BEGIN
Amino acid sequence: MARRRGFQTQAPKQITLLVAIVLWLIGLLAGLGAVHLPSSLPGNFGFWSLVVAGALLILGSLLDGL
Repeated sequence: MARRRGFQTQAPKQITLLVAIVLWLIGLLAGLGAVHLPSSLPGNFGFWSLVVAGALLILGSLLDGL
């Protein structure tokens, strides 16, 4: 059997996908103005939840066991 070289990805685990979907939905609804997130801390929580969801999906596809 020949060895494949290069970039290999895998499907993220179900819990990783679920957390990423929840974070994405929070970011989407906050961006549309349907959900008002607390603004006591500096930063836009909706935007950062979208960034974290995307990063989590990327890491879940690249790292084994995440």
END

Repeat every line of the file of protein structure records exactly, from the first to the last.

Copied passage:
Amino acid sequence: MARRRGFQTQAPKQITLLVAIVLWLIGLLAGLGAVHLPSSLPGNFGFWSLVVAGALLILGSLLDGL
Repeated sequence: MARRRGFQTQAPKQITLLVAIVLWLIGLLAGLGAVHLPSSLPGNFGFWSLVVAGALLILGSLLDGL
């Protein structure tokens, strides 16, 4: 059997996908103005939840066991 070289990805685990979907939905609804997130801390929580969801999906596809 020949060895494949290069970039290999895998499907993220179900819990990783679920957390990423929840974070994405929070970011989407906050961006549309349907959900008002607390603004006591500096930063836009909706935007950062979208960034974290995307990063989590990327890491879940690249790292084994995440």